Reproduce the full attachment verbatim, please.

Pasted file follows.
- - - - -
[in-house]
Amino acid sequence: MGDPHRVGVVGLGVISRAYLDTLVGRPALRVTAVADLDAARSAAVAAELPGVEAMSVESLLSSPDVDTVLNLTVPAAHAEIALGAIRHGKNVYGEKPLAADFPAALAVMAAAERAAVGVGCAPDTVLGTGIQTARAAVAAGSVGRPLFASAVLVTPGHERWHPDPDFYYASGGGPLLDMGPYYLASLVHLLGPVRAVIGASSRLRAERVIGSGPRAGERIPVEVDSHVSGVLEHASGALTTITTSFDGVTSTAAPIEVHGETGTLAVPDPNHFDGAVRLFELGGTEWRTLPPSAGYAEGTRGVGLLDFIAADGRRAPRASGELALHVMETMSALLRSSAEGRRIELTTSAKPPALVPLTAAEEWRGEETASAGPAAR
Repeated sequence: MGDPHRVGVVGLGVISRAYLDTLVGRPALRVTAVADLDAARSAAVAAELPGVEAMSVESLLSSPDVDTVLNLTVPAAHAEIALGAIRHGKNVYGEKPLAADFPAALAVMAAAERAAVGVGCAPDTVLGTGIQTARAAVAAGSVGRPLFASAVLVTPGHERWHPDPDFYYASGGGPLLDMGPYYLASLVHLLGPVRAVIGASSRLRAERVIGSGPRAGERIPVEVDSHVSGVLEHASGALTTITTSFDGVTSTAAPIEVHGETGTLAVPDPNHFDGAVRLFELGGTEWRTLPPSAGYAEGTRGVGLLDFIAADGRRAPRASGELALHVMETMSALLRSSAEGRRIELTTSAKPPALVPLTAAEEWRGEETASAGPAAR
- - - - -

[in-house]
Amino acid sequence: MGDPHRVGVVGLGVISRAYLDTLVGRPALRVTAVADLDAARSAAVAAELPGVEAMSVESLLSSPDVDTVLNLTVPAAHAEIALGAIRHGKNVYGEKPLAADFPAALAVMAAAERAAVGVGCAPDTVLGTGIQTARAAVAAGSVGRPLFASAVLVTPGHERWHPDPDFYYASGGGPLLDMGPYYLASLVHLLGPVRAVIGASSRLRAERVIGSGPRAGERIPVEVDSHVSGVLEHASGALTTITTSFDGVTSTAAPIEVHGETGTLAVPDPNHFDGAVRLFELGGTEWRTLPPSAGYAEGTRGVGLLDFIAADGRRAPRASGELALHVMETMSALLRSSAEGRRIELTTSAKPPALVPLTAAEEWRGEETASAGPAAR
Repeated sequence: MGDPHRVGVVGLGVISRAYLDTLVGRPALRVTAVADLDAARSAAVAAELPGVEAMSVESLLSSPDVDTVLNLTVPAAHAEIALGAIRHGKNVYGEKPLAADFPAALAVMAAAERAAVGVGCAPDTVLGTGIQTARAAVAAGSVGRPLFASAVLVTPGHERWHPDPDFYYASGGGPLLDMGPYYLASLVHLLGPVRAVIGASSRLRAERVIGSGPRAGERIPVEVDSHVSGVLEHASGALTTITTSFDGVTSTAAPIEVHGETGTLAVPDPNHFDGAVRLFELGGTEWRTLPPSAGYAEGTRGVGLLDFIAADGRRAPRASGELALHVMETMSALLRSSAEGRRIELTTSAKPPALVPLTAAEEWRGEETASAGPAAR